Getting Traction for your Open Source Project
Series: practices July 19, 2013
I released an open source RSS reader — Stringer — a few months ago and it has enjoyed a fair amount of popularity. It is a bit tough to measure usage (GitHub doesn’t track number of clones, self- hosted with no mechanism to “phone home”) but it is approaching 2000 stars on GitHub and has at least 1300 installs.
This is my first project on GitHub to really blow up; I had mild success (~50 star range) for a landing page app I built a while ago, but Stringer has far exceeded that.
This post recounts my observations about getting traction for Stringer — results may vary but I think this is pretty sound and very actionable advice.
There is definitely luck involved but I want to talk about a great concept from Jason Roberts: luck surface area. The amount of luck you have is proportional with the number of people you have communicated your something to.
Here are some deliberate steps I took to increase my luck surface area for Stringer:
The Google Reader shutdown had been announced. Like most people I was a little bummed out, but it was far enough in the future that I didn’t give finding an alternative much thought.
By March, I was starting to get bothered by the “Google Reader is shutting down” popups and decided to look for other options.
When I released Stringer it was near the beginning of the “hey I wrote an RSS reader” wave that was picking up steam. There was a bit of first mover advantage here, if I could build something compelling to a user they wouldn’t have to write their own or go with one of the other options.
The timing was also important for “freshness” — Stringer was not the only self-hosted RSS reader out there. Fever and Tiny-Tiny RSS were both popular, but they both looked dated and unmaintained. In comparison, Stringer was new and in active development.
Screenshots, screenshots, screenshots…
I’m not going to lie: design is huge for this kind of project. Design is huge for every open source project, it just takes different forms.
Requests doesn’t need pretty screenshots, but it needs to convey the well-designed API with clear examples at the top of the README.
An app must have screenshots — or some kind of demo mode.
Go look at a bunch of “Show HN” posts and you will almost always see a comment along the lines of “I’m not going to register just to see what your app looks like, please add a screenshot”.
And they are right! Are you really going to clone my git repo, install a bunch of gems and setup a database to find out what the thing looks like? Of course not. I wouldn’t and I can’t imagine who would.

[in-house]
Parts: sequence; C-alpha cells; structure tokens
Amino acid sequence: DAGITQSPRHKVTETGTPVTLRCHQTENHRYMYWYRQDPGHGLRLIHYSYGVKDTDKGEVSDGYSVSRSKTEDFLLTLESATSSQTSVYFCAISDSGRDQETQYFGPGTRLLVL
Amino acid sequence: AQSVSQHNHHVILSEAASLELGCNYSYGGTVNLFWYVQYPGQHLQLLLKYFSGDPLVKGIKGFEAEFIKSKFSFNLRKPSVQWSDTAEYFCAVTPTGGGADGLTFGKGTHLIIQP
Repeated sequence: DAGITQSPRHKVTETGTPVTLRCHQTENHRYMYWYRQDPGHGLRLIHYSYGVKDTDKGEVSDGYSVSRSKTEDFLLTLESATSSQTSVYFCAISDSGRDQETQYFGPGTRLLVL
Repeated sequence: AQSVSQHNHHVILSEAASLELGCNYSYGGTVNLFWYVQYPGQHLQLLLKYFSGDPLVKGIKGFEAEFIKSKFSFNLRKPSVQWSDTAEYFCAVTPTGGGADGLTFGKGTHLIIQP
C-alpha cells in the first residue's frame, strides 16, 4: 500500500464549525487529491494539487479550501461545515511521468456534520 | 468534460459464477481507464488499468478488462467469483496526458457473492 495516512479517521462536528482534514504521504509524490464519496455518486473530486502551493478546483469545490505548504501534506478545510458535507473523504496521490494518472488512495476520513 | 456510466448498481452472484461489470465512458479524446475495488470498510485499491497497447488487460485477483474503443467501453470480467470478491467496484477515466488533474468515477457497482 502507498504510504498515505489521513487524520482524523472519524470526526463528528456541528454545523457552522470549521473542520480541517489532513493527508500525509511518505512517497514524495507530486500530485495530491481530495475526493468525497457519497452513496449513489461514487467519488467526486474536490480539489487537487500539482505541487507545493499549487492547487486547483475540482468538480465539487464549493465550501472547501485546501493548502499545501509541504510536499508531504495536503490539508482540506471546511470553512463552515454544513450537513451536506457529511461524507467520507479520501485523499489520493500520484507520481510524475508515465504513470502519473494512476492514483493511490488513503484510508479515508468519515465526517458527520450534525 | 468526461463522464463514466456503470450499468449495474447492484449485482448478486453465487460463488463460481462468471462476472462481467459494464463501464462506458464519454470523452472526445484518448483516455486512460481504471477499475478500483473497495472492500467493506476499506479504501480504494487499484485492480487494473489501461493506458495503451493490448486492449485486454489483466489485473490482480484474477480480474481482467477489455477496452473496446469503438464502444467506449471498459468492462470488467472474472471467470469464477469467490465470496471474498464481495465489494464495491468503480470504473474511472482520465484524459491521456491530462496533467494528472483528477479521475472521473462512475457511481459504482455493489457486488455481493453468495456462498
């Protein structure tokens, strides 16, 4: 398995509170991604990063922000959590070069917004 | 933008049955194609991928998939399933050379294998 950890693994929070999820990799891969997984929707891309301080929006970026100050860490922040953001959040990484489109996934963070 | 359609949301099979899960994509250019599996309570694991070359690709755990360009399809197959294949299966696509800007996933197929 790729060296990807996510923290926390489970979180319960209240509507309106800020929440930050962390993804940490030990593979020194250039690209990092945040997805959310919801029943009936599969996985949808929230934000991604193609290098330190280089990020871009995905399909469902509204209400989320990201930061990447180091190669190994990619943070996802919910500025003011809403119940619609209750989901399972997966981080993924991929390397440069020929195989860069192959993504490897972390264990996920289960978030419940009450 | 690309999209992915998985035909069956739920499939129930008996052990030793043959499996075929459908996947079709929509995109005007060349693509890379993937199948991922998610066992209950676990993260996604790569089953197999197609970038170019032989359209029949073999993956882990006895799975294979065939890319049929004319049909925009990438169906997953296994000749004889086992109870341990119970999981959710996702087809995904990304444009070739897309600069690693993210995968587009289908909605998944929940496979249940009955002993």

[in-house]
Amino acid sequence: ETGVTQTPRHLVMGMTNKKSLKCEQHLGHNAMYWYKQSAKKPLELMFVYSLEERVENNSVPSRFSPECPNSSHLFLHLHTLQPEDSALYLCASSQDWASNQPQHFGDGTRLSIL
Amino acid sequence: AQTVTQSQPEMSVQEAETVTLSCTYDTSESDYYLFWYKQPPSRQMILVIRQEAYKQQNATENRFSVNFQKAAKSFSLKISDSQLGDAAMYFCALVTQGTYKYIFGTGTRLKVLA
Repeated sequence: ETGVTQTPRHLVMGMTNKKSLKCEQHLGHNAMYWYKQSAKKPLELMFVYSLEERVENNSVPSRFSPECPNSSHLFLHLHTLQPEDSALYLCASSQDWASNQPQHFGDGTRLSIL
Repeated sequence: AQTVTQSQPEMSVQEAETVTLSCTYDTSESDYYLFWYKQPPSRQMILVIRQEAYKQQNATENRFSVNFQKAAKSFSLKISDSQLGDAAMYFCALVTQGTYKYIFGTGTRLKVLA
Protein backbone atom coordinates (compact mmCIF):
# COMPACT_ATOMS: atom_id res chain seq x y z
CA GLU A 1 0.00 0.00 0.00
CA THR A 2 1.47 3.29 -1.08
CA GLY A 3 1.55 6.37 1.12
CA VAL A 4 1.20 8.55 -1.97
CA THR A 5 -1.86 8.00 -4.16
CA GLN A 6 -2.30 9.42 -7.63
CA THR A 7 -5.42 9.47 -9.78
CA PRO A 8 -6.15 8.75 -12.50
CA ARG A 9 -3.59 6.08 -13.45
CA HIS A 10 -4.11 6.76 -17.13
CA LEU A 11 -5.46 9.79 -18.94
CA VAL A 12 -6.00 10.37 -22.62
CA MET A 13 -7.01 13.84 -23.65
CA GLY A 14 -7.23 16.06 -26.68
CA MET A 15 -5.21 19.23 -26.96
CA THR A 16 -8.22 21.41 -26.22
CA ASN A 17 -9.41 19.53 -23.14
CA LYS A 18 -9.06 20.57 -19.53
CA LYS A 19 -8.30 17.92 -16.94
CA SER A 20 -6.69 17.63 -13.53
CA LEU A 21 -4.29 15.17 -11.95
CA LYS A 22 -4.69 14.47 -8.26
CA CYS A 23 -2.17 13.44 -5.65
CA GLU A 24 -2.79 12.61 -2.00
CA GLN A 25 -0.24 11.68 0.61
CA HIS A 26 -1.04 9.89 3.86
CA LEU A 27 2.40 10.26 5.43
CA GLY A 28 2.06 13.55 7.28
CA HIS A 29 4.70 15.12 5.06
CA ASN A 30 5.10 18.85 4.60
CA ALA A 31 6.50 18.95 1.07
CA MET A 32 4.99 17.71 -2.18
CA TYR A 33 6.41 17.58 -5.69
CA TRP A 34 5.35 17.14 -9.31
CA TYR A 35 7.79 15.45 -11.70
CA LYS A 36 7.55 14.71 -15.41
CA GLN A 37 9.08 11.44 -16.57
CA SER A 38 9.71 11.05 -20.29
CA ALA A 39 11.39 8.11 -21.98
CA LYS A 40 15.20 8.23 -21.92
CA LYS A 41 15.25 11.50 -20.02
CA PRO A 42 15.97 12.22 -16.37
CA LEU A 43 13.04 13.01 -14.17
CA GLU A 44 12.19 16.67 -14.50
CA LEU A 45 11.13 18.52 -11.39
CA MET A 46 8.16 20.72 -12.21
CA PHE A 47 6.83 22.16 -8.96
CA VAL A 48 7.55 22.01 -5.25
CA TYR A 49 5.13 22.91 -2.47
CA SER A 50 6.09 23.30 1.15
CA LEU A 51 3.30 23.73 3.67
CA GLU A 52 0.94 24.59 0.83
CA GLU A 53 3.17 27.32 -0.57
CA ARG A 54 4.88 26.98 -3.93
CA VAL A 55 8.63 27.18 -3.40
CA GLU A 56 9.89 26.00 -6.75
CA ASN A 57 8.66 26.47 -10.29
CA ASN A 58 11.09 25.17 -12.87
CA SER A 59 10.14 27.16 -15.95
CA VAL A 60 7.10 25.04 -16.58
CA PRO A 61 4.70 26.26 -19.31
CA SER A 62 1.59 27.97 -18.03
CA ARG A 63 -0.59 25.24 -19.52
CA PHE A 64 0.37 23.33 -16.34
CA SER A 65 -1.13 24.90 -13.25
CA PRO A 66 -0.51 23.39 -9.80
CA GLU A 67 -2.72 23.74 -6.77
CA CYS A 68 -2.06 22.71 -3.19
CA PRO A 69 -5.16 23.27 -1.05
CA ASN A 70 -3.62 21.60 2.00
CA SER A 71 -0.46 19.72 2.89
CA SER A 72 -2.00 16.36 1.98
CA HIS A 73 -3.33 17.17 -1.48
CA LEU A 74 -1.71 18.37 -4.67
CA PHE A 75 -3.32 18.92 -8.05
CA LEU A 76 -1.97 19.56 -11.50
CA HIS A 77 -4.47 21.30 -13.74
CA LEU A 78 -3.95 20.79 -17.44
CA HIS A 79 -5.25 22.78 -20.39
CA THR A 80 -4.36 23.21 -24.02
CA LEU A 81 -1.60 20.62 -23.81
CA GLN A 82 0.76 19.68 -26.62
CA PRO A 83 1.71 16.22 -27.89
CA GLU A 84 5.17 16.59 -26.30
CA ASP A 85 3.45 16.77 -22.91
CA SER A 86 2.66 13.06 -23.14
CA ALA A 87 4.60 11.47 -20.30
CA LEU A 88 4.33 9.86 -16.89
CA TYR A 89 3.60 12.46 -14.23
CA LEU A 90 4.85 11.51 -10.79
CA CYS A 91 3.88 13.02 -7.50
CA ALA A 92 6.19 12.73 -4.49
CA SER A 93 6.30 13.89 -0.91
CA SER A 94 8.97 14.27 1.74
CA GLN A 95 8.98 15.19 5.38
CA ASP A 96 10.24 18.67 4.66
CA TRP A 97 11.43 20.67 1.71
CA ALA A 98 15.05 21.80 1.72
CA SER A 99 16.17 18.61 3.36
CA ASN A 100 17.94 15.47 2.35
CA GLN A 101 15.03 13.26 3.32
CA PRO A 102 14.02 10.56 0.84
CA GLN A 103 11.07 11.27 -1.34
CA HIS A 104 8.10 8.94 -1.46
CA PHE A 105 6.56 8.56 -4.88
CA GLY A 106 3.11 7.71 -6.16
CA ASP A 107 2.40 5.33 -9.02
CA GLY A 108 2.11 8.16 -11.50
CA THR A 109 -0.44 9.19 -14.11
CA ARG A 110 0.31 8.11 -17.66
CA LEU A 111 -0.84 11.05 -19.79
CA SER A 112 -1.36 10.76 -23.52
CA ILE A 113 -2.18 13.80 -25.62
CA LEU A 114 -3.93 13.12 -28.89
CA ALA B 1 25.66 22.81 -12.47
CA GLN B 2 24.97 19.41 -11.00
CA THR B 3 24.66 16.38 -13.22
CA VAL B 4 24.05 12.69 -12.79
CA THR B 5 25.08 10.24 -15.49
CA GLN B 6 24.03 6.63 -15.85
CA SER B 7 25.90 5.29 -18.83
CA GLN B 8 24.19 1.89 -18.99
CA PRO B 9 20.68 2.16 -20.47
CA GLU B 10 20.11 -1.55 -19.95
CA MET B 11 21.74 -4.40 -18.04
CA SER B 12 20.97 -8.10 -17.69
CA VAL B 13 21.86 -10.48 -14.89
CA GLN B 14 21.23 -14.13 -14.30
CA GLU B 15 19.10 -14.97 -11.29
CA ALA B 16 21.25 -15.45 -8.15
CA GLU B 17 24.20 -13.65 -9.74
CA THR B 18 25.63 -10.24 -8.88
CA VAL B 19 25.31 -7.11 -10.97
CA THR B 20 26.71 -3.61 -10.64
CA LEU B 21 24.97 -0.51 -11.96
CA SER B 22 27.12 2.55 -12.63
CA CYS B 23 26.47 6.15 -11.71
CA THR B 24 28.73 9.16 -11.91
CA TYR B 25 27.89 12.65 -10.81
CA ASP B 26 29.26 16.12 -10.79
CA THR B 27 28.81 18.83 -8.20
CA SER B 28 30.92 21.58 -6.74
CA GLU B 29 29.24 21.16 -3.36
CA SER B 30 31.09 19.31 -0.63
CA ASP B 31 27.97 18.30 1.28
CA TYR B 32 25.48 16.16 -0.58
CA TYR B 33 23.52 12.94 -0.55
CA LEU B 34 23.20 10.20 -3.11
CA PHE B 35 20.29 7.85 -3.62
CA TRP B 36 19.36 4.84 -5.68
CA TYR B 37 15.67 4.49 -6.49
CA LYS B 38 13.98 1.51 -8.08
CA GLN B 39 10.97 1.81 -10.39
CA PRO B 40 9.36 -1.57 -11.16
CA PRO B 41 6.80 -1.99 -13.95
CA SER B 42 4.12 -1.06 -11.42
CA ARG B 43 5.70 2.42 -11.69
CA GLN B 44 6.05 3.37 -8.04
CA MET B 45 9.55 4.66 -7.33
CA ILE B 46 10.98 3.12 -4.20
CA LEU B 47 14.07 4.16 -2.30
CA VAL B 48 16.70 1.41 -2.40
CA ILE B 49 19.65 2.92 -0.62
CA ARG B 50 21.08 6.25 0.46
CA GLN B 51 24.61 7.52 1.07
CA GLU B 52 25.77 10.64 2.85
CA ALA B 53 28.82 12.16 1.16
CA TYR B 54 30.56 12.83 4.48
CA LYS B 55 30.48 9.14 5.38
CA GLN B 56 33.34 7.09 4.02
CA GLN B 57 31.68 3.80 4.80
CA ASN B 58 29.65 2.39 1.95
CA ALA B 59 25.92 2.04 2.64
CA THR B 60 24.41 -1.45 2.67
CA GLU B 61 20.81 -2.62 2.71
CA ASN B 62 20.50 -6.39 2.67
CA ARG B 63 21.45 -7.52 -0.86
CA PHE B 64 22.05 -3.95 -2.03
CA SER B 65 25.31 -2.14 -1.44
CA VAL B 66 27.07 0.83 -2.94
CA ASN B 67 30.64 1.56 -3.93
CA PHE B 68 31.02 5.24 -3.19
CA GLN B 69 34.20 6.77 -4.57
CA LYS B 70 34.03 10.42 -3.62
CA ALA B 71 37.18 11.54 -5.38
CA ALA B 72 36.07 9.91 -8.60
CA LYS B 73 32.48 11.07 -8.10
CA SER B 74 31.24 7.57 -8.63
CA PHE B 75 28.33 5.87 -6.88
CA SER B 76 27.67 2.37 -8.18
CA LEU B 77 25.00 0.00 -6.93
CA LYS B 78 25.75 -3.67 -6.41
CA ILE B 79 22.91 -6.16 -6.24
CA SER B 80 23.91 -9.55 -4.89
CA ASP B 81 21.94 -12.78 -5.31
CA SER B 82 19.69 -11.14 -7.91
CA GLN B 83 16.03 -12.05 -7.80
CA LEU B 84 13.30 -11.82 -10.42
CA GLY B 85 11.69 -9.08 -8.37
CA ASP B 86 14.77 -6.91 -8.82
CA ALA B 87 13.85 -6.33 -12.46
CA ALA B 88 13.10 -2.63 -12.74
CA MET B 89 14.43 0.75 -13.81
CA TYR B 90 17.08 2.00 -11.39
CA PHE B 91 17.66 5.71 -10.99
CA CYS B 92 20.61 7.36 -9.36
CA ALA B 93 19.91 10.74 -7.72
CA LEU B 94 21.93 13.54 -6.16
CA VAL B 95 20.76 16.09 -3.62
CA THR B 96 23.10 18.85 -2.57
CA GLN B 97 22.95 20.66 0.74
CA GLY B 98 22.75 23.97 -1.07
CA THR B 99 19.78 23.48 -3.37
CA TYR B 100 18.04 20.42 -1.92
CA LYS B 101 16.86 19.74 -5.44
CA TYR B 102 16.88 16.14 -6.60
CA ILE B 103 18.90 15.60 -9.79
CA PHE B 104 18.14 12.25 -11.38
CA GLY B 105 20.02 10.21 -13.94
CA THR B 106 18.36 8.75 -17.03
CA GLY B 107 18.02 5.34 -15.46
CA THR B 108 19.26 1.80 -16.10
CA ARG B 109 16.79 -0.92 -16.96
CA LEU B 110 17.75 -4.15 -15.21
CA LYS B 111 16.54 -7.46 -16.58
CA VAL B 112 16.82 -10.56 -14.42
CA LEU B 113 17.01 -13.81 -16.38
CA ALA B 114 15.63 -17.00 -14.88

Stringer has three big screenshots, all specifically picked to show a different part of the app. An instruction page that shows you use the thing, an Inception-like shot of someone reading a post about Stringer while using Stringer, and a final shot showing the feed management page.
Marketing - it’s all about the Snowball
I don’t have a large Twitter following. At the time of this writing I have 375 followers. When I first tweeted about Stringer I had closer to 275.
I had local connections from the Indy.RB meetup group so I got a few retweets from that, but by and large I didn’t make a huge ripple.
I sent a tweet with the
#replacereader hashtag, something that I came
across when looking for alternatives. Again, nothing big here.
And lastly, I sent a tweet to
@TheChangelog — the
only blog about open source that I really knew of.
I posted a ShowHN (19 pts - got autoflagged because I direct linked to it on Twitter, don’t do that) and posted it to /r/programming and /r/ruby (+188 and +76 respectively).
And then it was time for the Snowball Effect to kick in.
@TheChangelog (6k followers) tweeted it and put it on their blog
(I was so pumped!). The reddit and HN Twitter bots started sending it
out, there are a few accounts with a couple thousand followers that
just tweet the top stories.
@ruby_news (14k) picked it up from /r/ruby and it was later in Peter
Cooper’s Ruby Weekly newsletter (10k+ readers, %55 open rate).
From there other blogs and people on Twitter start picking it up and pretty soon you are at 1000 stars. Now you are a trending repo on GitHub and are showing up at the top of GitHub searches for “rss reader”!
I made sure to respond to any questions on Twitter and to post a link to Stringer in a few comment threads on HN about RSS readers (but not every one, don’t come off as spammy).
Stringer got picked up by OneThingWell and started getting some attention from the designer space. I started getting tweets from users that had it up and running and were telling their friends.
Luck plays a huge part, but just telling people about what you made really improves your luck.
Early on, I gave the project a distinct product vision. Stringer is an anti-social RSS reader. I took an opinionated stance on the direction I wanted to take and made it very clear from the get-go. Maybe you will lose some potential users that feel alienated, but for a smaller group your project will really resonate and they will help you promote it.
It is the same line of thinking that has become popular in product development. Build something that a small group loves instead of a bland one-size-fits-all app with 37 features.
Having a strong tagline also gives people good tweet-fodder ;-)
I felt really awful having to reject pull requests that didn’t fit the vision of the project, but at the end of the day Stringer is better for it.
Was it lucky that Stringer got so popular? Absolutely.
But I increased my luck surface area substantially with good timing, plenty of screenshots, telling people, and giving it some personality.